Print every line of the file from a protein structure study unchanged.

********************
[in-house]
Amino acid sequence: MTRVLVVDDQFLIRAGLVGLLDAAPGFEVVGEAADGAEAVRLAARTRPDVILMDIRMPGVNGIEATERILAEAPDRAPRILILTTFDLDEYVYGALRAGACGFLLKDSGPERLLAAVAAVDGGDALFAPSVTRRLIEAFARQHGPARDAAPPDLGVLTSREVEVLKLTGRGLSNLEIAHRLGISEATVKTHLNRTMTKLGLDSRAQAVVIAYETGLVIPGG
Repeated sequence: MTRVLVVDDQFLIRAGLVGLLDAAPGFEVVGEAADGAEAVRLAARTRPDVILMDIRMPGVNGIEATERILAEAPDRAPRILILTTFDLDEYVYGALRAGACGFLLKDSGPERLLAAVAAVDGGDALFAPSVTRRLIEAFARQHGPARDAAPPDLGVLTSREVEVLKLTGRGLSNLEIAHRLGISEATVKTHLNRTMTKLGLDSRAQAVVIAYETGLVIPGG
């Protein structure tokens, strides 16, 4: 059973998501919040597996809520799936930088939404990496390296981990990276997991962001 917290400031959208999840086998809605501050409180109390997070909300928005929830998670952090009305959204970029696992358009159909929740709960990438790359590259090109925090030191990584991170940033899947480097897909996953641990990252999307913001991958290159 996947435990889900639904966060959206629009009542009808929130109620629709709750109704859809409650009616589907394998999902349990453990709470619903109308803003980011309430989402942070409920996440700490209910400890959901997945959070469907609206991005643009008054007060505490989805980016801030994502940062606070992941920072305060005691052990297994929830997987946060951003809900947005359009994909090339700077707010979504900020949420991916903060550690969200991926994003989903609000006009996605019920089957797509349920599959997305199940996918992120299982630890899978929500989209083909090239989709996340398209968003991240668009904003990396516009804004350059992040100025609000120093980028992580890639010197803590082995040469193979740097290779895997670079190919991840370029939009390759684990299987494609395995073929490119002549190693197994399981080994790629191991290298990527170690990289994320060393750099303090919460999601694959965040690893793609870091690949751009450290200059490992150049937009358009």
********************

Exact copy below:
[in-house]
Amino acid sequence: MTRVLVVDDQFLIRAGLVGLLDAAPGFEVVGEAADGAEAVRLAARTRPDVILMDIRMPGVNGIEATERILAEAPDRAPRILILTTFDLDEYVYGALRAGACGFLLKDSGPERLLAAVAAVDGGDALFAPSVTRRLIEAFARQHGPARDAAPPDLGVLTSREVEVLKLTGRGLSNLEIAHRLGISEATVKTHLNRTMTKLGLDSRAQAVVIAYETGLVIPGG
Repeated sequence: MTRVLVVDDQFLIRAGLVGLLDAAPGFEVVGEAADGAEAVRLAARTRPDVILMDIRMPGVNGIEATERILAEAPDRAPRILILTTFDLDEYVYGALRAGACGFLLKDSGPERLLAAVAAVDGGDALFAPSVTRRLIEAFARQHGPARDAAPPDLGVLTSREVEVLKLTGRGLSNLEIAHRLGISEATVKTHLNRTMTKLGLDSRAQAVVIAYETGLVIPGG
């Protein structure tokens, strides 16, 4: 059973998501919040597996809520799936930088939404990496390296981990990276997991962001 917290400031959208999840086998809605501050409180109390997070909300928005929830998670952090009305959204970029696992358009159909929740709960990438790359590259090109925090030191990584991170940033899947480097897909996953641990990252999307913001991958290159 996947435990889900639904966060959206629009009542009808929130109620629709709750109704859809409650009616589907394998999902349990453990709470619903109308803003980011309430989402942070409920996440700490209910400890959901997945959070469907609206991005643009008054007060505490989805980016801030994502940062606070992941920072305060005691052990297994929830997987946060951003809900947005359009994909090339700077707010979504900020949420991916903060550690969200991926994003989903609000006009996605019920089957797509349920599959997305199940996918992120299982630890899978929500989209083909090239989709996340398209968003991240668009904003990396516009804004350059992040100025609000120093980028992580890639010197803590082995040469193979740097290779895997670079190919991840370029939009390759684990299987494609395995073929490119002549190693197994399981080994790629191991290298990527170690990289994320060393750099303090919460999601694959965040690893793609870091690949751009450290200059490992150049937009358009």